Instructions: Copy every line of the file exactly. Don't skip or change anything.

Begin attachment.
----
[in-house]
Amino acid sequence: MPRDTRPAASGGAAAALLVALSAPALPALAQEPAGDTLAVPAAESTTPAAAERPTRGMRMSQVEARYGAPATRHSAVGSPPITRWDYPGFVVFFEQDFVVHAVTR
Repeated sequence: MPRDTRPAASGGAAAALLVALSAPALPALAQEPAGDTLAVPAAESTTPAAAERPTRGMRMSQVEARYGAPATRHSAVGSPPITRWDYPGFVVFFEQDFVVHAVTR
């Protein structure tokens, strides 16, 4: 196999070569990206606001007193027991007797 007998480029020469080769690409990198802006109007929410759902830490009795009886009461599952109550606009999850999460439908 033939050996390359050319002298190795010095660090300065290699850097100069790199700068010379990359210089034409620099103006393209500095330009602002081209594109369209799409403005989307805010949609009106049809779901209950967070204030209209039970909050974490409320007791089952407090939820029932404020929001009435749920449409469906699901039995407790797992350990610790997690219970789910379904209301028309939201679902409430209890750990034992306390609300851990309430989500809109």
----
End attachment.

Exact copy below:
[in-house]
Amino acid sequence: MPRDTRPAASGGAAAALLVALSAPALPALAQEPAGDTLAVPAAESTTPAAAERPTRGMRMSQVEARYGAPATRHSAVGSPPITRWDYPGFVVFFEQDFVVHAVTR
Repeated sequence: MPRDTRPAASGGAAAALLVALSAPALPALAQEPAGDTLAVPAAESTTPAAAERPTRGMRMSQVEARYGAPATRHSAVGSPPITRWDYPGFVVFFEQDFVVHAVTR
């Protein structure tokens, strides 16, 4: 196999070569990206606001007193027991007797 007998480029020469080769690409990198802006109007929410759902830490009795009886009461599952109550606009999850999460439908 033939050996390359050319002298190795010095660090300065290699850097100069790199700068010379990359210089034409620099103006393209500095330009602002081209594109369209799409403005989307805010949609009106049809779901209950967070204030209209039970909050974490409320007791089952407090939820029932404020929001009435749920449409469906699901039995407790797992350990610790997690219970789910379904209301028309939201679902409430209890750990034992306390609300851990309430989500809109």